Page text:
Ezra 8:21-23 – “There, by the Ahava Canal, I proclaimed a fast, so that we might humble ourselves before our God and ask him for a safe journey for us and our children, with all our possessions. I was ashamed to ask the king for soldiers and horsemen to protect us from enemies on the road, because we had told the king, ‘The gracious hand of our God is on everyone who looks to him, but his great anger is against all who forsake him.’ So we fasted and petitioned our God about this, and he answered our prayer.”
  • If we’re going to toot our horns for God, we’d better be ready to play the whole song. Don’t put an “I love Jesus” bumper sticker on your car and drive like a maniac. We must be willing to step back and interpret our actions as an unbeliever would view them in order to live in a way that can win them to Christ. And while we’re thinking about that – we may just discover how we should have been living in the first place!

Ezra 8:24-30 – “Then I set apart twelve of the leading priests, together with Sherebiah, Hashabiah and ten of their brothers, and I weighed out to them the offering of silver and gold and the articles that the king, his advisers, his officials and all Israel present there had donated for the house of our God. I weighed out to them 650 talents of silver, silver articles weighing 100 talents, 100 talents of gold, 20 bowls of gold valued at 1,000 darics, and two fine articles of polished bronze, as precious as gold. I said to them, ‘You as well as these articles are consecrated to the LORD. The silver and gold are a freewill offering to the LORD, the God of your fathers. Guard them carefully until you weigh them out in the chambers of the house of the LORD in Jerusalem before the leading priests and the Levites and the family heads of Israel.’ Then the priests and Levites received the silver and gold and sacred articles that had been weighed out to be taken to the house of our God in Jerusalem” (emphasis added).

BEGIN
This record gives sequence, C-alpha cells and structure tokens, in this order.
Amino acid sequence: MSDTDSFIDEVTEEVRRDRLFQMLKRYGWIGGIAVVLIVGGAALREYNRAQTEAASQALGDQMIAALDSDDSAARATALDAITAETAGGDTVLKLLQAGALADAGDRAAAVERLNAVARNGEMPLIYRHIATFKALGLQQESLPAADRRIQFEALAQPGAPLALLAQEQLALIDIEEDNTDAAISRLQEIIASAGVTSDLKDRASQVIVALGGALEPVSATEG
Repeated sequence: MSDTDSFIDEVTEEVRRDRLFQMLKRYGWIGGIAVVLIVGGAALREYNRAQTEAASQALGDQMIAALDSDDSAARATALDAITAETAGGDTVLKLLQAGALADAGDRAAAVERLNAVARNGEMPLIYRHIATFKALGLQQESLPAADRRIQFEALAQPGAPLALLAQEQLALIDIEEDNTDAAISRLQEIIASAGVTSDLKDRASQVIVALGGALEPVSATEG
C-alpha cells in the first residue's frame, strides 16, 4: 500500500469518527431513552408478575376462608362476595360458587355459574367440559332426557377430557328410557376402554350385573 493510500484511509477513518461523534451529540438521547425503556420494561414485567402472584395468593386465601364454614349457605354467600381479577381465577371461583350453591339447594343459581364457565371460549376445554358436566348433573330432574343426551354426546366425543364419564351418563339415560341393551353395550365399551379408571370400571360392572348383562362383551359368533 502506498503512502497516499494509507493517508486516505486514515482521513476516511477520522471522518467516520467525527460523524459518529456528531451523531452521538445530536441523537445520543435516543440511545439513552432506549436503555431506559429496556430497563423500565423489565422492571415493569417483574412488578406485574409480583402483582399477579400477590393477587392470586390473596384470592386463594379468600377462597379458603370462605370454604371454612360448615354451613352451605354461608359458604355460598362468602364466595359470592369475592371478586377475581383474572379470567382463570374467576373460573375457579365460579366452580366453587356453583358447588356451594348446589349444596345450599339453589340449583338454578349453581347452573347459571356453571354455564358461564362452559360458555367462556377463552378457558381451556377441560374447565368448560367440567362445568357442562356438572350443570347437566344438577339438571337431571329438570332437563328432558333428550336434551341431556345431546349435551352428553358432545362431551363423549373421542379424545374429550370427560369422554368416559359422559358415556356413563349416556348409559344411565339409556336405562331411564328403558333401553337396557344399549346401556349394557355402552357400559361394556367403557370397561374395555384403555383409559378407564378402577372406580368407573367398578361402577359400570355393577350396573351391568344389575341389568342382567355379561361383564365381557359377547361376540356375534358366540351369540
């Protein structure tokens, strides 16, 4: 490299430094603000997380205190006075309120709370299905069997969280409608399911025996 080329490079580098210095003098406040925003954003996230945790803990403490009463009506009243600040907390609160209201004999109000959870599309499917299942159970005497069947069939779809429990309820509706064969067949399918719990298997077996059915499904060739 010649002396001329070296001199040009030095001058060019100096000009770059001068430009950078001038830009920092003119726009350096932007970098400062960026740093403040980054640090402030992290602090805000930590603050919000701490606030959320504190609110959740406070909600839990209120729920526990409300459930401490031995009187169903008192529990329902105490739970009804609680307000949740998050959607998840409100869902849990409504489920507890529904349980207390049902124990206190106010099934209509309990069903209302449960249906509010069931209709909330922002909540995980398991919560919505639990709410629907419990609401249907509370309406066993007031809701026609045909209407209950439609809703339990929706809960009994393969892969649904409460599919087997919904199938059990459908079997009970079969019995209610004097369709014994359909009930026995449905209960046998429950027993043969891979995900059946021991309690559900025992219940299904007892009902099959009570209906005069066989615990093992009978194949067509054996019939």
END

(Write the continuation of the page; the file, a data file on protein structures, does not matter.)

• It is the instrument itself God values, not just the music it plays. Think of the different shapes and sizes of musical instruments, the different sounds they make, the creative minds that invented them. Now, think of the thousands (perhaps even millions) of faces you’ve seen in your lifetime, the different lives they’ve lived, the infinite Creator the formed them. Then, imagine the sheer joy He finds in the music of our voices raised in praise, in prayer, in teaching, or in honest searching, repentance or even anger. He loves the instrument, and when the music plays, He is doubly blessed.

Ezra 8:31-36 – “On the twelfth day of the first month we set out from the Ahava Canal to go to Jerusalem. The hand of our God was on us, and he protected us from enemies and bandits along the way. So we arrived in Jerusalem, where we rested three days. On the fourth day, in the house of our God, we weighed out the silver and gold and the sacred articles into the hands of Meremoth son of Uriah, the priest. Eleazar son of Phinehas was with him, and so were the Levites Jozabad son of Jeshua and Noadiah son of Binnui. Everything was accounted for by number and weight, and the entire weight was recorded at that time. Then the exiles who had returned from captivity sacrificed burnt offerings to the God of Israel: twelve bulls for all Israel, ninety-six rams, seventy-seven male lambs and, as a sin offering, twelve male goats. All this was a burnt offering to the LORD. They also delivered the king's orders to the royal satraps and to the governors of Trans-Euphrates, who then gave assistance to the people and to the house of God” (emphasis added).